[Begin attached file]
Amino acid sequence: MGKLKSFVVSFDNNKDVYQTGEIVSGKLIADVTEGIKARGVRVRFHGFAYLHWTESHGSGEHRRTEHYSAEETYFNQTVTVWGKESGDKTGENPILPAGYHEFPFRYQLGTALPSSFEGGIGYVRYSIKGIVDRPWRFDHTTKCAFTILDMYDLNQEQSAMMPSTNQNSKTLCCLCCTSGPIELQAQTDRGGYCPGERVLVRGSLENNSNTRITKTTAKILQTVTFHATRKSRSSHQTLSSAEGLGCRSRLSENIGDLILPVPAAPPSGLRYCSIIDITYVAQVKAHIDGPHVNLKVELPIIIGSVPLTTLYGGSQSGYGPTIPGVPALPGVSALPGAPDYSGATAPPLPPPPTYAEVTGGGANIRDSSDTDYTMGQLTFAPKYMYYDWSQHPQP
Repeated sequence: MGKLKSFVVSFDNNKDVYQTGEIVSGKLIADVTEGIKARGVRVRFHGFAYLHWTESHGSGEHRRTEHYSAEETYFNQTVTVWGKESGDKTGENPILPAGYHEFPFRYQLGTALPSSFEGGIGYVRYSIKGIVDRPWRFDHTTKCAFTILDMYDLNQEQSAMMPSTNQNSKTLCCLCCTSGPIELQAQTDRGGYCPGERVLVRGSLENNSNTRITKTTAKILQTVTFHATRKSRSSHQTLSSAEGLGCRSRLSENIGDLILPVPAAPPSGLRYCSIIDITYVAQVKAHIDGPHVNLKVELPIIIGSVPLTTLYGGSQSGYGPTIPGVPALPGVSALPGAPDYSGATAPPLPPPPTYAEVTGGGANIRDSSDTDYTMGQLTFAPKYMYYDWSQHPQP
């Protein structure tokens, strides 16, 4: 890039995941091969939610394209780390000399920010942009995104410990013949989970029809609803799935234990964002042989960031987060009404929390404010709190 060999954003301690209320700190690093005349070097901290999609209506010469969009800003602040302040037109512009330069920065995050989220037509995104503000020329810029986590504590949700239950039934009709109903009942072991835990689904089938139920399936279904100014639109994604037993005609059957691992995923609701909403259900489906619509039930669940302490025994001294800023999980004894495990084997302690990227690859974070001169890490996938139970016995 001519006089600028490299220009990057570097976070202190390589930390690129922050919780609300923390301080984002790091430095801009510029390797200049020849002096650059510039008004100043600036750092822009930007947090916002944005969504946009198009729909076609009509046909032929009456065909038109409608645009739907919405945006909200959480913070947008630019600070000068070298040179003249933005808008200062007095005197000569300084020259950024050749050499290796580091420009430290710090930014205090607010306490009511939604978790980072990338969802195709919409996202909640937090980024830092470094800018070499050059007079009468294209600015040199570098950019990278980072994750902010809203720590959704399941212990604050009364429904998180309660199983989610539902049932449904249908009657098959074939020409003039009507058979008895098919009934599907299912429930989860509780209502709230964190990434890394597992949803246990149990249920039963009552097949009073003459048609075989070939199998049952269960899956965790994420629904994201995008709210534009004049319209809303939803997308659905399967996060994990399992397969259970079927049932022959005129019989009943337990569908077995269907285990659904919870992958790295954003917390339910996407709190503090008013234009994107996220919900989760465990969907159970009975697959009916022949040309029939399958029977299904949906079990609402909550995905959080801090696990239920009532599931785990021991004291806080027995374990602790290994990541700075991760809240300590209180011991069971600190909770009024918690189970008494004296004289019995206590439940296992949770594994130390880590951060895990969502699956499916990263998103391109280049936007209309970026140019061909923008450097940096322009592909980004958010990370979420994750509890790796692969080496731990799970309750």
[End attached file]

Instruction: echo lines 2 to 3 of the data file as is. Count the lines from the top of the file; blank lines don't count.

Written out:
Repeated sequence: MGKLKSFVVSFDNNKDVYQTGEIVSGKLIADVTEGIKARGVRVRFHGFAYLHWTESHGSGEHRRTEHYSAEETYFNQTVTVWGKESGDKTGENPILPAGYHEFPFRYQLGTALPSSFEGGIGYVRYSIKGIVDRPWRFDHTTKCAFTILDMYDLNQEQSAMMPSTNQNSKTLCCLCCTSGPIELQAQTDRGGYCPGERVLVRGSLENNSNTRITKTTAKILQTVTFHATRKSRSSHQTLSSAEGLGCRSRLSENIGDLILPVPAAPPSGLRYCSIIDITYVAQVKAHIDGPHVNLKVELPIIIGSVPLTTLYGGSQSGYGPTIPGVPALPGVSALPGAPDYSGATAPPLPPPPTYAEVTGGGANIRDSSDTDYTMGQLTFAPKYMYYDWSQHPQP
């Protein structure tokens, strides 16, 4: 890039995941091969939610394209780390000399920010942009995104410990013949989970029809609803799935234990964002042989960031987060009404929390404010709190 060999954003301690209320700190690093005349070097901290999609209506010469969009800003602040302040037109512009330069920065995050989220037509995104503000020329810029986590504590949700239950039934009709109903009942072991835990689904089938139920399936279904100014639109994604037993005609059957691992995923609701909403259900489906619509039930669940302490025994001294800023999980004894495990084997302690990227690859974070001169890490996938139970016995 001519006089600028490299220009990057570097976070202190390589930390690129922050919780609300923390301080984002790091430095801009510029390797200049020849002096650059510039008004100043600036750092822009930007947090916002944005969504946009198009729909076609009509046909032929009456065909038109409608645009739907919405945006909200959480913070947008630019600070000068070298040179003249933005808008200062007095005197000569300084020259950024050749050499290796580091420009430290710090930014205090607010306490009511939604978790980072990338969802195709919409996202909640937090980024830092470094800018070499050059007079009468294209600015040199570098950019990278980072994750902010809203720590959704399941212990604050009364429904998180309660199983989610539902049932449904249908009657098959074939020409003039009507058979008895098919009934599907299912429930989860509780209502709230964190990434890394597992949803246990149990249920039963009552097949009073003459048609075989070939199998049952269960899956965790994420629904994201995008709210534009004049319209809303939803997308659905399967996060994990399992397969259970079927049932022959005129019989009943337990569908077995269907285990659904919870992958790295954003917390339910996407709190503090008013234009994107996220919900989760465990969907159970009975697959009916022949040309029939399958029977299904949906079990609402909550995905959080801090696990239920009532599931785990021991004291806080027995374990602790290994990541700075991760809240300590209180011991069971600190909770009024918690189970008494004296004289019995206590439940296992949770594994130390880590951060895990969502699956499916990263998103391109280049936007209309970026140019061909923008450097940096322009592909980004958010990370979420994750509890790796692969080496731990799970309750």